Not in the print edition, but online, the Prospect has added a response by Linda Hirshman. While she is, as usual, gratuitously obnoxious toward anyone she disagrees with, she does make a point that I think is on target:
"even if by some miracle male employers could be
persuaded to enact the reforms discussed, without a real change in
women’s attitudes about the family most of the effect would be to make
it easier for women to continue to bear their excessive share of an
unjust household. And allow the women to think they chose it!"
In their discussion of a recent conference on Rethinking Gender Egalitarianism, Laura at 11d and Harry at Crooked Timber responded to a similar point made at the conference — that things like paid parental leave are an obstacle to gender egalitarianism, because they are disproportionately taken by mothers rather than fathers. Laura and Harry argue that parenting is not a "shit job" (as Hirshman clearly believes), but rather a source of great fulfillment for many people and that if barriers are removed, men will voluntarily take on more domestic responsibilities and joys.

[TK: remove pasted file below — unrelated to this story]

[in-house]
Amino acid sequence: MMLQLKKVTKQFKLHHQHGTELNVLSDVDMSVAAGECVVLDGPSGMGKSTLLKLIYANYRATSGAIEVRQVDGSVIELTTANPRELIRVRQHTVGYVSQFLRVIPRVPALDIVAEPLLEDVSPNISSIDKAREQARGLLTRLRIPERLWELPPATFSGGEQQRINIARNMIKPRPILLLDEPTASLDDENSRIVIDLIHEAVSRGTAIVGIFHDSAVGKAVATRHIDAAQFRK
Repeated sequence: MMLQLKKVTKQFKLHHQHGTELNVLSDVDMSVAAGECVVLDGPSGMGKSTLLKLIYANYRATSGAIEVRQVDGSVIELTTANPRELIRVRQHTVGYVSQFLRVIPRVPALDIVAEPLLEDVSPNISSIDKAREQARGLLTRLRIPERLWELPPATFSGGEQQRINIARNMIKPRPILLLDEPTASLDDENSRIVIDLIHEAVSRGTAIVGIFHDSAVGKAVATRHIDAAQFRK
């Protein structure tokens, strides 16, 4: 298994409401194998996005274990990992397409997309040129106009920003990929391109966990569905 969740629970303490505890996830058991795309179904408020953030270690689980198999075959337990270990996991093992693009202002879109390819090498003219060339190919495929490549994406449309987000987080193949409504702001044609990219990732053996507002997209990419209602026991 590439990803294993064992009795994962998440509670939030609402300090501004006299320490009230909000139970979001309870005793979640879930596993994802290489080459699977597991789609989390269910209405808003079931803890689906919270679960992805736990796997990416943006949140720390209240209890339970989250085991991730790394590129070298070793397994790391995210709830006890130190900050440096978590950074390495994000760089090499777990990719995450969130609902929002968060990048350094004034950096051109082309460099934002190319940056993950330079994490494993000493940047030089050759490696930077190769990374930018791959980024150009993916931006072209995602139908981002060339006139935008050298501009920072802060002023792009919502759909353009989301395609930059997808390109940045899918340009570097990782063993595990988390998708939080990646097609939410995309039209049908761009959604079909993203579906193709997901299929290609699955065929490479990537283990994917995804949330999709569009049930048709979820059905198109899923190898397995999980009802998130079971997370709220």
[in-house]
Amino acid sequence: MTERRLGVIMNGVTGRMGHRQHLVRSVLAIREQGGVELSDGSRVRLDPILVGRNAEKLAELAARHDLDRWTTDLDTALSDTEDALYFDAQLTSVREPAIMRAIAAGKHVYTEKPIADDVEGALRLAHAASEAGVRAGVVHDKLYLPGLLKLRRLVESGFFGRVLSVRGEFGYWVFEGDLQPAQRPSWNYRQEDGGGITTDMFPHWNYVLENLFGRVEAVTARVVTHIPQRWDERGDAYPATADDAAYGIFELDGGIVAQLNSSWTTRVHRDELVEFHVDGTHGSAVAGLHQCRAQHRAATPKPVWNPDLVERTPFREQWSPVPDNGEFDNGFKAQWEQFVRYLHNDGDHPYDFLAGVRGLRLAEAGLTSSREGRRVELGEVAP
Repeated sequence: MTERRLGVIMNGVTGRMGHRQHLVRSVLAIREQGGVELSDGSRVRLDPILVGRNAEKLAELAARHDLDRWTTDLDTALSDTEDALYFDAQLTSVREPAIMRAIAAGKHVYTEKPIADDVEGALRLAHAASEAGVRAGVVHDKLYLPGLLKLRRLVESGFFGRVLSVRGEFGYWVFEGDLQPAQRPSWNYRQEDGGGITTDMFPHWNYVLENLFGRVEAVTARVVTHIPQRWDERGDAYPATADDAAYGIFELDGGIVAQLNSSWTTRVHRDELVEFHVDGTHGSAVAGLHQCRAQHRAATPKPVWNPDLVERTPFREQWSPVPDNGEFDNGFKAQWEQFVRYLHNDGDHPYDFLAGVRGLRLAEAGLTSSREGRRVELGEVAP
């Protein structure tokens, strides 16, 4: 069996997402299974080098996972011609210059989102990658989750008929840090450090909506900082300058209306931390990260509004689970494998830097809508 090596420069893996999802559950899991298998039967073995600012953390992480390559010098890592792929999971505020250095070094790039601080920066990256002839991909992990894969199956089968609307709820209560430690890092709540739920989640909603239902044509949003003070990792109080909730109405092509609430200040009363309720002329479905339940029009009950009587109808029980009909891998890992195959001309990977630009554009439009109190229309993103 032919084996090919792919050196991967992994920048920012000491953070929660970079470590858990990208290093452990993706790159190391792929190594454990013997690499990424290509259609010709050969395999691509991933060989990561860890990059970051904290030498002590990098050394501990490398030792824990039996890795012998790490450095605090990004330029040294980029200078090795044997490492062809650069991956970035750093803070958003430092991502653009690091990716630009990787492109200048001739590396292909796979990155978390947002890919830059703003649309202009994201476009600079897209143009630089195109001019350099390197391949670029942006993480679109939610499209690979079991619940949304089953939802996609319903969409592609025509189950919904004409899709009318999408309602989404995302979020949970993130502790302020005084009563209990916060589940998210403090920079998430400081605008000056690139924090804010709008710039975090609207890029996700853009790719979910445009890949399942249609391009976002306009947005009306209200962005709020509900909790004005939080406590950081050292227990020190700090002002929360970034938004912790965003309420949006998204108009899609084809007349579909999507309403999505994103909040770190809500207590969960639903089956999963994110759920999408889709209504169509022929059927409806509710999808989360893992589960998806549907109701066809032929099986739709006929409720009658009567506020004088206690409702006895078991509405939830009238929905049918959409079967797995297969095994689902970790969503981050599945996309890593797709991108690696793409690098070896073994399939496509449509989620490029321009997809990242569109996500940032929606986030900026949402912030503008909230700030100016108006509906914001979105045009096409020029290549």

I don’t think parenting is a shit job, or one that makes your brain rot. But I also think that it’s almost certainly true that absent a massive societal shift or highly prescriptive government policy, family friendly policies probably would increase the gender gap. Because, as Rhona Mahoney explains, every choice you make changes the hand that you have when you make the next set of decisions. And unless we get to the point that working fewer hours or taking time off from work has zero career cost (which seems unlikely anytime soon), it’s always going to make sense for the person who has already stepped off the fast track to be the one to accommodate the other’s career. And because of both biology (pregnancy and breastfeeding) and gender ideology, the one taking that first step off is far more likely to be a woman.
Mahoney also makes the interesting suggestion that this is a tipping point phenomenon; e.g that if SAHDs were more common, more men would make that choice. And on that note, I have to point out the Colbert report piece on SAHDs. (And a look behind the scenes.)